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Mar 21 2010

Four reasons why multitasking rocks on smartphones

Do smartphones need multitasking? The iPhone doesn't have it yet; Google Android, RIM BlackBerry, and Palm webOS do. Some people think multitasking isn't important and don't see why you'd want to run more than one app at a time. For example, Hiten Shah (@hnshah) recently tweeted:

Why can't people discuss the iPhone without talking about it's [sic] lack of multi-tasking? Get over it, mobile multi-tasking is overrated.

I think multitasking on smartphones is a big deal for both users and developers. Since I started to use webOS on a Palm Pre in June 2009, I've come to rely on multitasking and can't imagine having a smartphone without it. (I haven't used Google's Android OS, so I can't say how its multitasking works.) Here's why.

First, an app can hand off something to another app without interrupting the user's progress. For example, say I'm looking for a restaurant in Yelp and want to see where it's located. When I tap on the address, Google Maps launches in a new "card" (app window) and shows me where the restaurant is. I can then switch back to Yelp and look at the next restaurant. Without this kind of multitasking, I'd have to quit Yelp, use Google Maps, quit Google Maps, return to Yelp, and get back to the listings I wanted.

As a developer, multitasking lets me focus on what my app does best, and hand off other tasks to other apps. For example, if I'm developing the Yelp app, I don't have to worry about displaying a map; I just hand off the address to Google Maps and let it take care of finding the restaurant and handling any other interaction with the user, like giving directions. So multitasking removes the need to make a Swiss Army knife app that does everything a user could possibly want.

Multitasking between email and calendar

Second, moving information between two apps is more efficient if you have multitasking. Here's an example: I got an email from my entrepreneurship group asking when would be a good time to have our next meeting. On my Palm Pre, I opened my calendar and looked for nights I was free. In my email, I typed in the free nights from one week, looked back at my calendar to see when I was free the next week, and so on. With the card view in webOS, I can often see information from the second app just by going to card view; I don't even have to fully switch to the second app to get what I need from it. Without multitasking, switching back and forth would be tough: I'd have to go to the calendar, quit calendar, launch mail and type, save a draft, quit mail, launch calendar,... From the developer's perspective, it's just a better user experience, which makes people more likely to use their smartphone, including my app.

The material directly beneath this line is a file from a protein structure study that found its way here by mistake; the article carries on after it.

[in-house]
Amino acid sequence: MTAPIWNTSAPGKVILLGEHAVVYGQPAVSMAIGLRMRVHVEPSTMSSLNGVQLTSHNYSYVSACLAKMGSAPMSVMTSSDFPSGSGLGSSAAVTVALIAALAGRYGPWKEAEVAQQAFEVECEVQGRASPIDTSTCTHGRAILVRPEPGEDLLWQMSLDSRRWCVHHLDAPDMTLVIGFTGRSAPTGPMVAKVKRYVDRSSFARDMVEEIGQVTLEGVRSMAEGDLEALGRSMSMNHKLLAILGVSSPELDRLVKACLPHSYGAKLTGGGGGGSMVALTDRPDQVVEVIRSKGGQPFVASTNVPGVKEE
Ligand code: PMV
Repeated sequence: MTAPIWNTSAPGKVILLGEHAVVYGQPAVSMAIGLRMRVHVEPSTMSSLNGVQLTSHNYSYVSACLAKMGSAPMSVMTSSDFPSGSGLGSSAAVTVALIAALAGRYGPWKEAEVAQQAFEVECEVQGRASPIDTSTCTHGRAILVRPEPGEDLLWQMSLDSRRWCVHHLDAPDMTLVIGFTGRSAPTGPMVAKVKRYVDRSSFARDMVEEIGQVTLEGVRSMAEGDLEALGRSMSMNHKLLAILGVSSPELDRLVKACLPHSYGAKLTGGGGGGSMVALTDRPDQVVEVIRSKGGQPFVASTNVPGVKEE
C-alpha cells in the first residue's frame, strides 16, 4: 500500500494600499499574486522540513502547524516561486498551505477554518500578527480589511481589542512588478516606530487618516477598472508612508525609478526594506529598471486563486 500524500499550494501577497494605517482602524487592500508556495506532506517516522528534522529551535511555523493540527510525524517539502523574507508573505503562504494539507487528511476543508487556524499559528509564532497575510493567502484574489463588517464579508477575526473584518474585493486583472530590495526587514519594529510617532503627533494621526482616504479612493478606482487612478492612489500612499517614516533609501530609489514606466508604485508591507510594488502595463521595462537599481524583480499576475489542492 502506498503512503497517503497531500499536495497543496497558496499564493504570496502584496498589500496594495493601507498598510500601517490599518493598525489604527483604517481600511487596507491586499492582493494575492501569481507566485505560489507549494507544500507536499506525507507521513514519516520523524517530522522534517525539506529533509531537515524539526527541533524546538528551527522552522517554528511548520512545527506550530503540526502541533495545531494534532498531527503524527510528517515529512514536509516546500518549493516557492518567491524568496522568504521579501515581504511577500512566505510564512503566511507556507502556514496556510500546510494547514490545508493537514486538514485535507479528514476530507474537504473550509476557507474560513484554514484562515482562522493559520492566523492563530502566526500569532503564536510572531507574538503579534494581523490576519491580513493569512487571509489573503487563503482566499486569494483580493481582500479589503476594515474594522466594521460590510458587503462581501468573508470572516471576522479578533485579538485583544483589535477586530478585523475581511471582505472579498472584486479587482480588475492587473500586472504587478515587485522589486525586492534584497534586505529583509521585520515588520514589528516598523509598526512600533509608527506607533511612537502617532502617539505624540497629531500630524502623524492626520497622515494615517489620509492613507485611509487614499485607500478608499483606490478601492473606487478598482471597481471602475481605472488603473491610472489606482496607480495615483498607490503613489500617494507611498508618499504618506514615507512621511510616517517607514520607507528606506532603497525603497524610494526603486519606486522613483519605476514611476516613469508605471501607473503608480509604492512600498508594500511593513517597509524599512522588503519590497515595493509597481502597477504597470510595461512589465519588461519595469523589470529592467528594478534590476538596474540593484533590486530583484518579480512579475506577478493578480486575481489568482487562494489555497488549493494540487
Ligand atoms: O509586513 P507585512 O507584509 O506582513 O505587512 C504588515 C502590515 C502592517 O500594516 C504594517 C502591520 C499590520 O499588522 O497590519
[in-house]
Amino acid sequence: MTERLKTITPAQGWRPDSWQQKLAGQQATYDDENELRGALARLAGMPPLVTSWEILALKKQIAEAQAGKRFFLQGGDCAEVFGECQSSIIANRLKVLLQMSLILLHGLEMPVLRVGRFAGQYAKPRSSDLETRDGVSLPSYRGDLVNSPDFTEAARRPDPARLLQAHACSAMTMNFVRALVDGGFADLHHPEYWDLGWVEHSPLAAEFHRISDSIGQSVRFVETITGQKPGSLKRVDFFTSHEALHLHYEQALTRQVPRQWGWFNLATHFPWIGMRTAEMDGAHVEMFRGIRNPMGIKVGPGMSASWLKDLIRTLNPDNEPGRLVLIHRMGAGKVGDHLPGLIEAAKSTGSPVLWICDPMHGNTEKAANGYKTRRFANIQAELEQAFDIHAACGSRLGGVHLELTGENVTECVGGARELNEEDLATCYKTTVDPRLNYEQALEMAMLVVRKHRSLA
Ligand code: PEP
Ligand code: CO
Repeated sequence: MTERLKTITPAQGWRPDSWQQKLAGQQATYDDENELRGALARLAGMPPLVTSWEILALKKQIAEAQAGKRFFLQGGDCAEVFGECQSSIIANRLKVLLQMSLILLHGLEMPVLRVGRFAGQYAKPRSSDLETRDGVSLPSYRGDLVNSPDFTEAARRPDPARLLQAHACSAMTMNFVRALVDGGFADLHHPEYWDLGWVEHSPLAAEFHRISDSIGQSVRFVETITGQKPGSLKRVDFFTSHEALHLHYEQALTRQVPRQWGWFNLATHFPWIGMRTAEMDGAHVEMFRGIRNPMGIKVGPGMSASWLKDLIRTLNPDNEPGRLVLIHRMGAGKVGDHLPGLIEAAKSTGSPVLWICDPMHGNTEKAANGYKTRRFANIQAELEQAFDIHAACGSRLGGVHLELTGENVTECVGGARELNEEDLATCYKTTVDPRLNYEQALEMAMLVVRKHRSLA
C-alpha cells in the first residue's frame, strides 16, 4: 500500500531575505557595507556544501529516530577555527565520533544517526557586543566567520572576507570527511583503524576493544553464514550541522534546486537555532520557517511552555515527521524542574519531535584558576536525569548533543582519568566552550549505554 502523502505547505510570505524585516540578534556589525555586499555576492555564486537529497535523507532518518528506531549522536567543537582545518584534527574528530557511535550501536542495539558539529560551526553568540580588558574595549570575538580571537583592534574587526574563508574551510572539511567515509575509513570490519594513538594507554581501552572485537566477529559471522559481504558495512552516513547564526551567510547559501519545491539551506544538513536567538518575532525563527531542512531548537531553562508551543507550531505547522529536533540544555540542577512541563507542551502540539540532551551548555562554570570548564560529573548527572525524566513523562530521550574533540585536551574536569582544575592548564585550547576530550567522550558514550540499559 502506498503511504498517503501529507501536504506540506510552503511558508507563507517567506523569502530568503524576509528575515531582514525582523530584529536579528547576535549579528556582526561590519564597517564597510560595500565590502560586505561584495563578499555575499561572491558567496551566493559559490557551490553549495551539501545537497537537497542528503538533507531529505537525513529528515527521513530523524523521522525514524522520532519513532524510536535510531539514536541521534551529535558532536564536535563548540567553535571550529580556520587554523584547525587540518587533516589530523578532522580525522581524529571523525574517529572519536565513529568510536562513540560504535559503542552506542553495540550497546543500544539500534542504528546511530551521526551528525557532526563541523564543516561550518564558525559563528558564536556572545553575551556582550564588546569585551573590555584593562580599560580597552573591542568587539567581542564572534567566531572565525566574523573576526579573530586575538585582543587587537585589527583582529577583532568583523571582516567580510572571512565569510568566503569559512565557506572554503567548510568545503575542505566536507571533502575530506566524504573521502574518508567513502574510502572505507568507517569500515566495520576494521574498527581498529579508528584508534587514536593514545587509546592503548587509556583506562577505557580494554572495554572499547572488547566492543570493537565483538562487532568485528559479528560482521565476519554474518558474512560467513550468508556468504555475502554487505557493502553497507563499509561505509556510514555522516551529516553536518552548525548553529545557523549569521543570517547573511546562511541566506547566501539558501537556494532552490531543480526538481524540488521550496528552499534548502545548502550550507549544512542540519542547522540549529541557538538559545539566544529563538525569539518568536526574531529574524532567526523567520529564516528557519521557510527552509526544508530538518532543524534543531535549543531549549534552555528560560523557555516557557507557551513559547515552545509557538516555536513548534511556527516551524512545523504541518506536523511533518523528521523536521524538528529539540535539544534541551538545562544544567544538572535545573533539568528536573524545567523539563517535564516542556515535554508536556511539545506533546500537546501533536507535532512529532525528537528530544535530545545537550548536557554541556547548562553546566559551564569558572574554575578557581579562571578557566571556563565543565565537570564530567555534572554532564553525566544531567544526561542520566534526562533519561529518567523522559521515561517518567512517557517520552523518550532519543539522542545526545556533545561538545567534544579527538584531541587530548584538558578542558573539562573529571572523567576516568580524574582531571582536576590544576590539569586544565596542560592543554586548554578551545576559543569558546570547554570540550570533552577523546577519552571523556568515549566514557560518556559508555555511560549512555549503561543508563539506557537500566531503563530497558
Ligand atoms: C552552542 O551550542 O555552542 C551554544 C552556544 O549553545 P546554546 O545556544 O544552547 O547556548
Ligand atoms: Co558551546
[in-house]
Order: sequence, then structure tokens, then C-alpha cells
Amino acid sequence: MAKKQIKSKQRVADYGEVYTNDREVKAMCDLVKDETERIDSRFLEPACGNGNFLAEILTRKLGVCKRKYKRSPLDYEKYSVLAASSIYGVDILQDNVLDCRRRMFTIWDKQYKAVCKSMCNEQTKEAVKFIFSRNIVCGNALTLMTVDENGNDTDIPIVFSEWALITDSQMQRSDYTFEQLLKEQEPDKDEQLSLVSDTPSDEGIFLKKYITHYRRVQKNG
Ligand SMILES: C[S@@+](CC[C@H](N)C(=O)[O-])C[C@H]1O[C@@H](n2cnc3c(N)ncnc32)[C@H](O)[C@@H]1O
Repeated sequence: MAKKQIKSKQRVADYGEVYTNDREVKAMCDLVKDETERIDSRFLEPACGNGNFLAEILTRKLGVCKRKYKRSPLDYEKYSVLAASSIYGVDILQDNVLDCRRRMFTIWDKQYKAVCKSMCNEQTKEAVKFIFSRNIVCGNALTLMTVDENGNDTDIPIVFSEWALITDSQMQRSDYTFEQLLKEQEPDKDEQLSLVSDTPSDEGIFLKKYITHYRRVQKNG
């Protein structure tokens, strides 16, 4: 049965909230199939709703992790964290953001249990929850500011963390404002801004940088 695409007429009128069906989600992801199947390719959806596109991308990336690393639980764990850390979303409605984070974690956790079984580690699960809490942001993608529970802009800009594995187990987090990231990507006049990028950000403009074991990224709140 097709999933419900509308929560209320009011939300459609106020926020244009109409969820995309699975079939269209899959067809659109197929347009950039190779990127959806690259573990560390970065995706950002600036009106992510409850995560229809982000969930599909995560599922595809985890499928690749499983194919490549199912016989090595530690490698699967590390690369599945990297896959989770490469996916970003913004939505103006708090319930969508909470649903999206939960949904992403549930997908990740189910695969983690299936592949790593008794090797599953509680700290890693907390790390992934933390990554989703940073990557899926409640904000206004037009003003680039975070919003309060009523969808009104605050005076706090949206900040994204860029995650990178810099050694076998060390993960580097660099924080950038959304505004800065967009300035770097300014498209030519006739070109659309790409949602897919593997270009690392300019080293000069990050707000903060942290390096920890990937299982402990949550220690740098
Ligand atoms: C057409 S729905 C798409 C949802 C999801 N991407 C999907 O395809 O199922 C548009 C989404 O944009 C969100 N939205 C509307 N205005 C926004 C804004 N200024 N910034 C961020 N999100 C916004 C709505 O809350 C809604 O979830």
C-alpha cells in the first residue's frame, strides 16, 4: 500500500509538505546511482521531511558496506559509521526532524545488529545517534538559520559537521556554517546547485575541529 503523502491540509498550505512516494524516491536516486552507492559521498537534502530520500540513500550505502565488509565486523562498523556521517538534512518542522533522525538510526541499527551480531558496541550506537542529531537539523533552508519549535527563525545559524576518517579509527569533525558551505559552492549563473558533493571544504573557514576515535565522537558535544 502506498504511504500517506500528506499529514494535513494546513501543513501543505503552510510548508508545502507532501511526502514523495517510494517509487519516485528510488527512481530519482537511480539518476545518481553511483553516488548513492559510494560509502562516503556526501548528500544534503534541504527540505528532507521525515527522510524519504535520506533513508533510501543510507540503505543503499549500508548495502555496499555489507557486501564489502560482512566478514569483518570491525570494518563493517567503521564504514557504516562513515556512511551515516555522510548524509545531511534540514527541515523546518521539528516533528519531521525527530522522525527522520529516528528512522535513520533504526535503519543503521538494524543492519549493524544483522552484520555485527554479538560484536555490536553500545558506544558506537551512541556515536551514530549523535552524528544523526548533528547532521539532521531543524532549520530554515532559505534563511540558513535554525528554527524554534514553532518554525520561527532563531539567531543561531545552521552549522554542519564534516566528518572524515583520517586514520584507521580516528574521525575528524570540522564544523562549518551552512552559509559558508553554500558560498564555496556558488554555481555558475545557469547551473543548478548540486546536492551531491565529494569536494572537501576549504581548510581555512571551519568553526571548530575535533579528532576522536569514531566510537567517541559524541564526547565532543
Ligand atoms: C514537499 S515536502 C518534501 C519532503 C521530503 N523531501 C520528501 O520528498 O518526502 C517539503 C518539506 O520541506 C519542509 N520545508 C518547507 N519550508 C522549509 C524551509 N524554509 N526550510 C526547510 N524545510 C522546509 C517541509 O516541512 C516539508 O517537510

Third, you're not locked into a given app in case it's slow, it freezes on you, or you accidentally launch the wrong app. If one app is taking a while to process something, you can switch to another app while you're waiting. Also, if an app freezes up, you can just quit it (flick its card off the screen in webOS), and your other apps aren't affected. And I can't tell you how many times I've tapped an app to launch it, then realized it wasn't what I wanted. In webOS, I can just switch to card view and flick the app off the screen, saving me from having to wait for the wrong app to fully start up.

Without multitasking, if any of those things happen, it's frustrating because you're at the mercy of the app or OS. If an app is slow, it's hard to do anything else; if an app freezes, the app or OS has to realize it and bail you out; or if you tap the wrong app you have to let it load before quitting it. As a developer, we'll do our best to make sure our app never misbehaves, but if something goes wrong, it'd be nice to know the user could minimize their inconvenience if needed.

Fourth, on a multitasking smartphone you can have apps at the ready for quick use. For example, if you had a baby who might take his first steps any day now, you could leave the camcorder app running in the background. Then, when little Timmy stands up, you just switch to the camcorder and start filming; no need to worry about a long start-up time causing you to miss Timmy's first steps. Similarly, you might want to have email and social media apps like facebook and twitter always running so you can see messages and quickly respond to them. As a developer, I think it's nice to know that users can always have our app at the ready.

By the way, the iPhone already has partial support for multitasking. On the iPhone TV commercials, they often tout the ability to use another app while you're on the phone. And Mobile Safari lets you have multiple web pages open at once, using a card metaphor, much like webOS uses for applications. So Apple recognizes the utility of multitasking (obviously Mac OS X supports it!), and I hope the iPhone has full multitasking in iPhone OS 4.o, as has been rumored.

Update 1: Clearly Steve Jobs read my post ;-) as Apple announced that iPhone OS 4 will indeed include multitasking. BlackBerry Cool has some interesting thoughts on multitasking from the BlackBerry perspective.

Update 2: AT&T has a new Palm ad that showcases webOS's multitasking (AT&T is getting the Pre Plus soon):

Does your smartphone support multitasking? Do you think it's important? Which is the best multitasking smartphone out there?

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